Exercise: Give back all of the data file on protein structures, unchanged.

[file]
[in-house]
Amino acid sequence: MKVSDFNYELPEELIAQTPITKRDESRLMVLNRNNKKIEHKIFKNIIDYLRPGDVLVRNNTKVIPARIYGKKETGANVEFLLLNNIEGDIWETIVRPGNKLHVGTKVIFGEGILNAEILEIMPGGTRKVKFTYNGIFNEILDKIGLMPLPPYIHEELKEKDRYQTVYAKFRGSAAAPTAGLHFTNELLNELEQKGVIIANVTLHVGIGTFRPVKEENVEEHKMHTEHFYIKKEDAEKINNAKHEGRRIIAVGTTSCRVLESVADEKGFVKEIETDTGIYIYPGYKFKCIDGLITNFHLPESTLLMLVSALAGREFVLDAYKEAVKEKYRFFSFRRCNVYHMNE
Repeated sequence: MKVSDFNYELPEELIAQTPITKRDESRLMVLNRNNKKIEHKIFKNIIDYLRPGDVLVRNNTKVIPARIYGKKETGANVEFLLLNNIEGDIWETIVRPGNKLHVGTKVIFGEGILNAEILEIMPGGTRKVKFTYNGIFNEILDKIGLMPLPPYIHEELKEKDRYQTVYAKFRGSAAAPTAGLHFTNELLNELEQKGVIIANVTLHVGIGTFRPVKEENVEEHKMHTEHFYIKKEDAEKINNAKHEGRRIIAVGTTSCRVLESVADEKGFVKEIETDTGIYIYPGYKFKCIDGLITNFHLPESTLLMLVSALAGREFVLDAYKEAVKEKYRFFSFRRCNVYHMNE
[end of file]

[in-house]
Amino acid sequence: MKVSDFNYELPEELIAQTPITKRDESRLMVLNRNNKKIEHKIFKNIIDYLRPGDVLVRNNTKVIPARIYGKKETGANVEFLLLNNIEGDIWETIVRPGNKLHVGTKVIFGEGILNAEILEIMPGGTRKVKFTYNGIFNEILDKIGLMPLPPYIHEELKEKDRYQTVYAKFRGSAAAPTAGLHFTNELLNELEQKGVIIANVTLHVGIGTFRPVKEENVEEHKMHTEHFYIKKEDAEKINNAKHEGRRIIAVGTTSCRVLESVADEKGFVKEIETDTGIYIYPGYKFKCIDGLITNFHLPESTLLMLVSALAGREFVLDAYKEAVKEKYRFFSFRRCNVYHMNE
Repeated sequence: MKVSDFNYELPEELIAQTPITKRDESRLMVLNRNNKKIEHKIFKNIIDYLRPGDVLVRNNTKVIPARIYGKKETGANVEFLLLNNIEGDIWETIVRPGNKLHVGTKVIFGEGILNAEILEIMPGGTRKVKFTYNGIFNEILDKIGLMPLPPYIHEELKEKDRYQTVYAKFRGSAAAPTAGLHFTNELLNELEQKGVIIANVTLHVGIGTFRPVKEENVEEHKMHTEHFYIKKEDAEKINNAKHEGRRIIAVGTTSCRVLESVADEKGFVKEIETDTGIYIYPGYKFKCIDGLITNFHLPESTLLMLVSALAGREFVLDAYKEAVKEKYRFFSFRRCNVYHMNE